A new audit shows some San Francisco Muni workers have been working long, well-compensated hours lately, with some taking home an extra $100,000 a year because of it.
Muni paid more overtime compensation to its employees than any other city department. In total, the department spent $55.7 million in overtime pay alone.
Of the 25 highest overtime-earning city employees, 22 worked for Muni. One employee put in 1,954 hours of overtime and earned over $163,000, according to the San Francisco Chronicle. The overtime pay was more than two times the amount of the employee's base salary.
Another Muni Transit Supervisor clocked 2,262 hours of overtime, which was more than double his scheduled hours.
Muni officials blame shortages in qualified mechanics, increased special events and demand for night service for the long hours and increased overtime spending.
"Sometimes it's required that people work a full day and then work a full night," Muni spokesperson Paul Rose told ABC. "It's hard work, it's needed work, but it's something that needed to be done."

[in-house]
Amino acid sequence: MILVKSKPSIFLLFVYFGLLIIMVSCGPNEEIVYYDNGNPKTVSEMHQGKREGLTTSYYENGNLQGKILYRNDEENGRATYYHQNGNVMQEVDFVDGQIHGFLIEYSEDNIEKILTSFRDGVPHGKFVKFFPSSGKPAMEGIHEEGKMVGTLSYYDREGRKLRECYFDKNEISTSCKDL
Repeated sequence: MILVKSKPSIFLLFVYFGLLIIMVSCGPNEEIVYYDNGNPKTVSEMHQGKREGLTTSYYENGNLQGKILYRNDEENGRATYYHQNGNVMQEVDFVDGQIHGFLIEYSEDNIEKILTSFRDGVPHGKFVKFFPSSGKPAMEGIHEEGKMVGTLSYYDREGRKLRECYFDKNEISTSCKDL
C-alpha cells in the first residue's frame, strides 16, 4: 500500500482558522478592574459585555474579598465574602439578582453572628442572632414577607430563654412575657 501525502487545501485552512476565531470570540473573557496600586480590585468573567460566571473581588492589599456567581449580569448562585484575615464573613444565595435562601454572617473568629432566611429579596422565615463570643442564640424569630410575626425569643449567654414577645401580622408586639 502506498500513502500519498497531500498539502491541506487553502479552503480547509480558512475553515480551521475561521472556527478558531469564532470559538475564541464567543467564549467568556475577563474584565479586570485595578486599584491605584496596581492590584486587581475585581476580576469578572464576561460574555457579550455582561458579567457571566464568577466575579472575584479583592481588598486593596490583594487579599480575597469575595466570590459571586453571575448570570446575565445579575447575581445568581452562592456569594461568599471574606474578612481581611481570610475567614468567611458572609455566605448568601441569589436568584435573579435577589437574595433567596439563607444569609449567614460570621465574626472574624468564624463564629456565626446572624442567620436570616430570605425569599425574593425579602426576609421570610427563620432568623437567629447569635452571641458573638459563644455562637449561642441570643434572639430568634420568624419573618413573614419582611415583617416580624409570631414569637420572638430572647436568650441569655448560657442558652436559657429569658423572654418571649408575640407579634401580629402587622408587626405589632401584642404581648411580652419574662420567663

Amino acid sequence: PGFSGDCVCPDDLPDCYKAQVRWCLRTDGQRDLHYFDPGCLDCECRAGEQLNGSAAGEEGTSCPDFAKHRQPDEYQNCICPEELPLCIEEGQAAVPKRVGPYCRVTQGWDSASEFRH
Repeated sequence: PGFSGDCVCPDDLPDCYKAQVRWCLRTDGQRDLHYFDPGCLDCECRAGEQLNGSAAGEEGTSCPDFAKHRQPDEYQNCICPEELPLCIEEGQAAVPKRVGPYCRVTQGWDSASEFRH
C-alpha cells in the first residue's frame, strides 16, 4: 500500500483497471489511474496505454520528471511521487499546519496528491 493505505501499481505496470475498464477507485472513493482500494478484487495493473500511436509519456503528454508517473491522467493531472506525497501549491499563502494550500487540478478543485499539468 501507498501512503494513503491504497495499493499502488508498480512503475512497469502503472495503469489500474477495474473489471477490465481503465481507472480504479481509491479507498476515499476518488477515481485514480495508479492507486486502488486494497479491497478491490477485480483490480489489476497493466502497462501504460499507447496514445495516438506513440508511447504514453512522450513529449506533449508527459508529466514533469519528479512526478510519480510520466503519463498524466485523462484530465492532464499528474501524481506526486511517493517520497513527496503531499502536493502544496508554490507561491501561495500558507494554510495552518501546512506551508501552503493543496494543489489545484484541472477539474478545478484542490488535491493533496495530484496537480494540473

The overspending audit recommended hiring 200 additional operators to bring Muni closer to its allocated budget. The department is closely monitoring overtime and increasing training to tackle the issue.
The Fire Department earned the number two spot in overtime pay, with 47 firefighters earning more than $70,000 in overtime. Together, Muni and and the Fire Department employed 222 of the top 225 city overtime workers.
The high overtime pay is not the first report that has raised eyebrows about the city's allocation of funds.
Last year, it was reported that police chief Greg Suhr earned $321,577. The salary made him the highest-paid police chief in the nation.
"It's not about Chief Suhr," Supervisor John Avalors told CBS. "But over $300,000 for a police chief of a city less than a million people? That's too much money."
Suhr told the Chronicle that he wasn't surprised he was the highest paid police chief in the nation, given that San Francisco has "one of the best-compensated police departments in the country, in one of the most expensive cities in the country." But he did turn down two annual $15,000 bonuses, stating that he couldn't take the money "in good conscience" when other city employees were forced to take more than two weeks of furlough days both of those years.